Updated, 10:29 a.m., with comments from Peters
Republican former senatorial candidate John James announced Thursday morning that he will make another run for the U.S. Senate in 2020, this time against incumbent freshman Democratic Sen. Gary Peters (D-Bloomfield Twp.).
As the Advance first reported on Wednesday, James’ campaign website changed to reflect the updated donation limits for the 2019-20 election cycle, all but signaling another run. That night, he sent out an email telling supporters he would run “because America is at a crossroads, and this fight is too important to sit out.”
James, who unsuccessfully ran against Democratic Sen. Debbie Stabenow (D-Lansing) in 2018, said he made his decision to run “after careful deliberation and thoughtful prayer.” The businessman and Army veteran appeared on “Fox & Friends,” which is known as President Donald Trump’s favorite show.
“Nothing has changed,” James said. “I have experience as a business leader, as a job creator, [on] how to protect our economy from socialism… I also as a combat veteran understand the service and sacrifice our veterans make every single day and I’m willing to stand up for this country, not any party, not any ideology, but putting country first, putting Michigan first and looking forward to continuing my service.”
Peters, who also is a veteran, was first elected in 2014, defeating former Michigan Secretary of State Terri Lynn Land to become the only Democratic freshman during the Republican wave year in which the party took control of the U.S. Senate. Prior to that, Peters had served in the U.S. House since 2009, having survived being cut out of his seat after the 2011 redistricting.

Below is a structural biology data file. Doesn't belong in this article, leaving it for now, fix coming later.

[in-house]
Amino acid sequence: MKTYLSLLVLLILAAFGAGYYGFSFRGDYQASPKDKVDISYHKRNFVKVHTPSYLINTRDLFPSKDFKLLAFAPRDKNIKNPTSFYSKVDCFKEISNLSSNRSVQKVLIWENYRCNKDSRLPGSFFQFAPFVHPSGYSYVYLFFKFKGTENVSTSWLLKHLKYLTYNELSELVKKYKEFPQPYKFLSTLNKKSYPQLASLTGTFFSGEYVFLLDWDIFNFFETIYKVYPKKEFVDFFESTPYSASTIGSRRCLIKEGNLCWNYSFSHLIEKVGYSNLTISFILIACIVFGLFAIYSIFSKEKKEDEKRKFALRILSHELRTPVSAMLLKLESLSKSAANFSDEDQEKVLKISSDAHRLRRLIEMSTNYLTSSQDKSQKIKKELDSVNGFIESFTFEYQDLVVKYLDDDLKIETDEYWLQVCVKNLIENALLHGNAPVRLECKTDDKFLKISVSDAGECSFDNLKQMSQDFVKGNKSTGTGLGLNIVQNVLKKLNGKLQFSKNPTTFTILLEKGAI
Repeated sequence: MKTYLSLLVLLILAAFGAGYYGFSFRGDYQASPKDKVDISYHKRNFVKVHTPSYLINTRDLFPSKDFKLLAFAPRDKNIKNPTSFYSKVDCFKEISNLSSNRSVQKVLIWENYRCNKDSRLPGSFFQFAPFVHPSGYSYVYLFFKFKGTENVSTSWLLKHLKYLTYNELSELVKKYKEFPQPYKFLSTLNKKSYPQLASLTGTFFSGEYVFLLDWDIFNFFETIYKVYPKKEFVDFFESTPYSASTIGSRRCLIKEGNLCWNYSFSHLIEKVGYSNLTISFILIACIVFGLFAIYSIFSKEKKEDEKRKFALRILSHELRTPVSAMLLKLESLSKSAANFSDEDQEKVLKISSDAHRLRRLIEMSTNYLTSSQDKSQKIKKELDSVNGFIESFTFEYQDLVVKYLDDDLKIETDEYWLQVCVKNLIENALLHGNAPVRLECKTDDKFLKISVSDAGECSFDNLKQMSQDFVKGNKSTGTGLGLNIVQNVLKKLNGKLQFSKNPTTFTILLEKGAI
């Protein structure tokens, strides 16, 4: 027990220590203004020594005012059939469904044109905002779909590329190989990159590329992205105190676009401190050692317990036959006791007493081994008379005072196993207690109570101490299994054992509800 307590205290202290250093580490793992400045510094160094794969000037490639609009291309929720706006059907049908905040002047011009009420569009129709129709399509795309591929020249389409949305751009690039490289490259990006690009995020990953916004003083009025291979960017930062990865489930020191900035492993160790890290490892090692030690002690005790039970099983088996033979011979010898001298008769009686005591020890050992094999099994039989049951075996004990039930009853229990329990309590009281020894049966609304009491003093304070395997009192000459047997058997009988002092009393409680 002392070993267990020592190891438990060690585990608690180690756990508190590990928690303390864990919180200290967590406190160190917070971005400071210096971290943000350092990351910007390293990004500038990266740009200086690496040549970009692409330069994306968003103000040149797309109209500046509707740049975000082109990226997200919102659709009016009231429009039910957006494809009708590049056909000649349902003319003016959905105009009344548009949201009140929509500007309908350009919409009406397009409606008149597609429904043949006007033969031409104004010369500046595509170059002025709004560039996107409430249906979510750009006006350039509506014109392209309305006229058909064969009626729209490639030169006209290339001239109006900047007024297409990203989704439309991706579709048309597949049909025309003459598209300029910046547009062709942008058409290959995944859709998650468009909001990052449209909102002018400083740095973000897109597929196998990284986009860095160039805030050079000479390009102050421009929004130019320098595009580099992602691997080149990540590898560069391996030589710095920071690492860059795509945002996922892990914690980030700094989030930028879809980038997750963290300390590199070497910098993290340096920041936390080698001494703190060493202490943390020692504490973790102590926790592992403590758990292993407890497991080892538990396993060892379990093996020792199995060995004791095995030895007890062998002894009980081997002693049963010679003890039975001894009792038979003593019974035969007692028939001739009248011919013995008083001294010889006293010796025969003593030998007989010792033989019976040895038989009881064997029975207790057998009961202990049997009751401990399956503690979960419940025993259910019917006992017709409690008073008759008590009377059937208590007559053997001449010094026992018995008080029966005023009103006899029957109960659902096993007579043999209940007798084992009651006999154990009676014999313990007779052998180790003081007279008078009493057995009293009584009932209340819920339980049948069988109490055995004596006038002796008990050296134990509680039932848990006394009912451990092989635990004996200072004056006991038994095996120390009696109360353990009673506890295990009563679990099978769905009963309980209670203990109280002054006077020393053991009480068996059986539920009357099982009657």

He raised almost $2 million in the first quarter for his re-election.
“I’m focused on continuing to deliver results for Michigan,” Peters said in a statement. “I’ll keep working with anyone to improve life for Michiganders, whether it’s to expand training programs so everyone has the skills needed to find good-paying jobs, protect our Great Lakes or lower the cost of health care and prescription drugs.”*
James was a highly sought-after recruit in both 2020 and the last election cycle. Trump endorsed James ahead of the 2018 GOP primary. House and Senate Republican officials both vied to recruit him for their respective campaigns this cycle.
Earlier this year, it was rumored that the Trump administration sought to appoint James as its United Nations ambassador. Later reports indicated Trump aides attempted to persuade James not to run for Senate, as they suspected it would increase Democratic spending in Michigan, which would hurt the president’s chances to capture its electoral votes again.
The email also said James will “continue to run [his] family business and raise [his] family” in the coming months, not holding an “official kickoff” until the early months of 2020.
He told the “Fox & Friends” hosts that his campaign will donate a portion of its fundraising to charity, as well, saying “we’re going to take a portion, just five cents, just a portion of everything we raise, and we’re going to give it back to people in need … because the career politicians, and the federal bureaucracy, and Washington’s not getting it done.”
James, who had never sought elected office before his 2018 Senate campaign, lost that election by nearly 7 points to Stabenow for her fourth term in the U.S. Senate. Stabenow will be up for re-election in 2024.